That’s Miami International Airport, not Missing In Action, though it could apply.
I was walking through the airport yesterday, something I have done many times, when I (finally) noticed what is a very public war memorial, dedicated to Miami/Dade area soldiers who have died since 9/11 in Iraq and Afghanistan.
It’s right in the center of everything and therefore very easy to miss.
Early in the 20th-century when the McMillan Commission were trying to select a suitable spot for the yet-to-be-built Lincoln Memorial in DC, it was suggested that it be placed at a busy spot right between Union Station and the Capitol.
A member said that would be a mistake as everyone would walk right by it, that it needed to be out-of-the-way so that it required effort to get there.
I think they were right.
The US, and the world, for that matter, have thousands of war memorials, very often in town squares, big and small.
MIA, perhaps a 21-century town square, is certainly in the center of things.
The Wall is about 25 feet long and made from dark granite or marble with ten columns total, each with room for twelve names.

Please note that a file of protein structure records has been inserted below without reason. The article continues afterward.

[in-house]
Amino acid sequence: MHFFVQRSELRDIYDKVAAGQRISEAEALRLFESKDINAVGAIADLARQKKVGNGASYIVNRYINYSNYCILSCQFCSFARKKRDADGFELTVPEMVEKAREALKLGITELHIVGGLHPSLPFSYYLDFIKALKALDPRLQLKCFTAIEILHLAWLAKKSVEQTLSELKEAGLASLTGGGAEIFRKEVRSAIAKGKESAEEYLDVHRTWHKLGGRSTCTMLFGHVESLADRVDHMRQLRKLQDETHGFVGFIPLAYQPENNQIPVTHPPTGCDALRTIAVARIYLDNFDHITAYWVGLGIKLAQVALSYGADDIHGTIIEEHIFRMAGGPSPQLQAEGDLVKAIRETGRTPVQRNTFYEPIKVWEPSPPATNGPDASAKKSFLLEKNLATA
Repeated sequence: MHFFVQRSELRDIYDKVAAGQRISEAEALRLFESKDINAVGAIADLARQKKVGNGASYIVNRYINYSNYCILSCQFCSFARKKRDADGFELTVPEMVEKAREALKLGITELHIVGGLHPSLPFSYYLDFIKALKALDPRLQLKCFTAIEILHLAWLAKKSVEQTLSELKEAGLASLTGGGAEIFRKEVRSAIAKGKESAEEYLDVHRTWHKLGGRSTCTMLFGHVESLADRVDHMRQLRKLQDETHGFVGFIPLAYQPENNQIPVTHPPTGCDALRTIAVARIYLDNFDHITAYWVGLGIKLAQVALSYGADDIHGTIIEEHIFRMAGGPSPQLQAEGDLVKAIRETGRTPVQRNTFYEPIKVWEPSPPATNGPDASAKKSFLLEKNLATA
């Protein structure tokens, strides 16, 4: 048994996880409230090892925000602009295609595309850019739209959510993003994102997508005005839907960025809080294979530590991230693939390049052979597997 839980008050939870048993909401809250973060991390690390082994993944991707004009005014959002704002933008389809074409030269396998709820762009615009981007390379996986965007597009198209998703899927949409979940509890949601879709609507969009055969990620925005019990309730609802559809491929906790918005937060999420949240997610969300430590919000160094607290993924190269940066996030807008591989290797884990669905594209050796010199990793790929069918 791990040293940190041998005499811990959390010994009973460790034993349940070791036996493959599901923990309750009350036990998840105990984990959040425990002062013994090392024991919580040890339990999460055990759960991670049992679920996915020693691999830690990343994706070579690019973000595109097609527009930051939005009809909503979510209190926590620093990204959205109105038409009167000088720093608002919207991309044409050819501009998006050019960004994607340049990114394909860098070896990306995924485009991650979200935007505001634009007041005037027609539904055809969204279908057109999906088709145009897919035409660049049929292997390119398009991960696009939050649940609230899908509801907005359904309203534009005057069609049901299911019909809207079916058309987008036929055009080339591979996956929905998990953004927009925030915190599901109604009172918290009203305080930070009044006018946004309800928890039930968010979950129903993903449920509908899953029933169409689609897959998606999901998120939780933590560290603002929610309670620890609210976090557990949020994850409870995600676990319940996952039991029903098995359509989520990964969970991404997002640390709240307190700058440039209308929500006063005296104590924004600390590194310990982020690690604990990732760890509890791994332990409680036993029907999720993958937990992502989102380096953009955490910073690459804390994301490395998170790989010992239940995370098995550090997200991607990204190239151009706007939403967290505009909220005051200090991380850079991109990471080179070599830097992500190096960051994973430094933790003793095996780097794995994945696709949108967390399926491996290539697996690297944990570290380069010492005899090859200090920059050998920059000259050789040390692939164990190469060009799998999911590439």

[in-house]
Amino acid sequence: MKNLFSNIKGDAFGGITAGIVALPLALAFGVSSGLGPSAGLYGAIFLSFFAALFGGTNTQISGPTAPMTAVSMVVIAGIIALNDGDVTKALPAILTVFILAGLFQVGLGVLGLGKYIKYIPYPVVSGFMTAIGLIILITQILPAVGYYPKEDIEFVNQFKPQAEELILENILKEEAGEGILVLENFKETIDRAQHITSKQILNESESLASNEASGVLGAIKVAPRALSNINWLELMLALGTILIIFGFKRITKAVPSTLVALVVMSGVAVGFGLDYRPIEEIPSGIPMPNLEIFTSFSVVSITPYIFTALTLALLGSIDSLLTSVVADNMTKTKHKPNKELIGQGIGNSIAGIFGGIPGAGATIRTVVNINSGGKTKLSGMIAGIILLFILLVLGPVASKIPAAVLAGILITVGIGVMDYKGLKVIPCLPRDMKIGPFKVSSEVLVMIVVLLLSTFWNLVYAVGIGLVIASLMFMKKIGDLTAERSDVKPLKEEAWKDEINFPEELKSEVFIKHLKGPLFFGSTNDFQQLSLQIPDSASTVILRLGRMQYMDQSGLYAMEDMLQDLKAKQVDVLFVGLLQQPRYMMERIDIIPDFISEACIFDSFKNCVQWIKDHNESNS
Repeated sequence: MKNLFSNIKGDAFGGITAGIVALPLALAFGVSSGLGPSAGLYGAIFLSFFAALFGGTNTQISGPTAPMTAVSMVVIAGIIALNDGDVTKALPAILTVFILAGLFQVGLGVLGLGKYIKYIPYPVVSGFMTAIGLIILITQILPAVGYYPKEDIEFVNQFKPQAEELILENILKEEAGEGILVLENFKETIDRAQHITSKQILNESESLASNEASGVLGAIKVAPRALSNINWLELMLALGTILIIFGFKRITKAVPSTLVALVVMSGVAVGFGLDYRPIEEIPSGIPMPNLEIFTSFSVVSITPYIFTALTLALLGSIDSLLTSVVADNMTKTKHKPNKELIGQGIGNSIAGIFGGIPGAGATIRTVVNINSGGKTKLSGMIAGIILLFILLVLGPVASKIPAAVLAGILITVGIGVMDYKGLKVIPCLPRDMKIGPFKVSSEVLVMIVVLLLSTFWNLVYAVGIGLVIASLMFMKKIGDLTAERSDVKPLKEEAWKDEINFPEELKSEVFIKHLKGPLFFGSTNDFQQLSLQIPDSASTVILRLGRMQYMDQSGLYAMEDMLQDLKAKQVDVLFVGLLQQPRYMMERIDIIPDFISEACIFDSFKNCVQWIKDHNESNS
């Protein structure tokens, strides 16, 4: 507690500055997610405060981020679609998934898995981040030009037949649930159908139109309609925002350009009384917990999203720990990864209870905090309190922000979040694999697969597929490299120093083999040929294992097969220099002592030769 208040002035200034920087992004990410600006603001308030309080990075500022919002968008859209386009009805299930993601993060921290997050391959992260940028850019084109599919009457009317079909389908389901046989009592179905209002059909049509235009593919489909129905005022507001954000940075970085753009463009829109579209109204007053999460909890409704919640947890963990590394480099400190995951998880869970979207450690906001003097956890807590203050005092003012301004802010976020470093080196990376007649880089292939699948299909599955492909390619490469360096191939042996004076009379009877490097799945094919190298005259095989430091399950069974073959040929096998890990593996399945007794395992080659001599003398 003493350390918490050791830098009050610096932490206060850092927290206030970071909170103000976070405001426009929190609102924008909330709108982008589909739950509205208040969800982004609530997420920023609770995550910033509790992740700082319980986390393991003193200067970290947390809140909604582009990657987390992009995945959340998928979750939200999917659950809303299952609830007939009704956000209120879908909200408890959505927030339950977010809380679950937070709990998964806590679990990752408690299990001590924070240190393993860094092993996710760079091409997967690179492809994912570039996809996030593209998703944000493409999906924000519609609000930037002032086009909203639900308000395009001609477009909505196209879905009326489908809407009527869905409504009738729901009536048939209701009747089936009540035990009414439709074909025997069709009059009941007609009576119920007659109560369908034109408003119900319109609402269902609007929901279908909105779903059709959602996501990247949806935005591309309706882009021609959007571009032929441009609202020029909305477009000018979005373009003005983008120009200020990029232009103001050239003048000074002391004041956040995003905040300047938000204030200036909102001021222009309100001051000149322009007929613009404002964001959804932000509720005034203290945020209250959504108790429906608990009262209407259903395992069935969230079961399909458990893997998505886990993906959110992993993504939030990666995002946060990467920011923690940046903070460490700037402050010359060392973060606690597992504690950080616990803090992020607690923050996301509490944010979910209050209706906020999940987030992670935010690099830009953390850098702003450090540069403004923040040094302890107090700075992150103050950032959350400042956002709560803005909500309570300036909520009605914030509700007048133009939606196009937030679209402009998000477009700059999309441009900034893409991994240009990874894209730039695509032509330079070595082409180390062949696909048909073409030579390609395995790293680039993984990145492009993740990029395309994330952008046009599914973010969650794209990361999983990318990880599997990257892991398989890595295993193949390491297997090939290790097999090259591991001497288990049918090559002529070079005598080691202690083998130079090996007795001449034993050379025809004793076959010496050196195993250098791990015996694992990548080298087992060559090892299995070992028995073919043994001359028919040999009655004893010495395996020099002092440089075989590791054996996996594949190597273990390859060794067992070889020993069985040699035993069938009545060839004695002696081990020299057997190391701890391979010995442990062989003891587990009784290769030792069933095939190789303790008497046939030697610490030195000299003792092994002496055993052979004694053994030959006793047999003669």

The first nine columns are full and the last has room for only one more.
There are four soldiers aged 19.
Steven E. Wyatt, the first of those four to be killed “was in a convoy that was hit by an improvised explosive device and small arms fire in Balad, Iraq. He was assigned to C Battery, 1st Battalion, 17th Field Artillery Regiment, Fort Sill, Oklahoma.”
Sergeant First Class Joseph McKay was the oldest at 51. “He died from wounds sustained near Forward Operating Base Shank, Afghanistan, when his convoy encountered improvised explosive devices, small arms fire and rocket-propelled grenades.
Another name, Eggers, jumped off the Wall.
Captain Daniel W. Eggers “died in Kandahar after the vehicle he was riding in struck a land mine.”
Alan Eggers, perhaps a long-ago namesake, is buried at Arlington National Cemetery. He “earned the Medal of Honor in World War I while serving in Machine Gun Company, 107th Infantry, 27th Division, at Le Catelet, France, on September 29, 1918.”
If not related in fact, they are in valor.
On the flight down from Washington I brought along two recent issues of Outside magazine to pass the time.
It didn’t take much time though, as Outside is full of ads for expensive gadgets and gear and all but empty of anything worth reading.
I noticed, with irritation, that the motto, printed just below the title, is “Live Bravely” an apparent exhortation to well-heeled adventurers to be careful with their caramel macchiato brewed and sipped cliff-side.
If words are what we make of them, then bravery is still largely and rightly associated with selflessness surely and heroism probably.
Those 119 soldiers on that Wall lived bravely and surely died the very same way.
Remember, Honor, Pass It On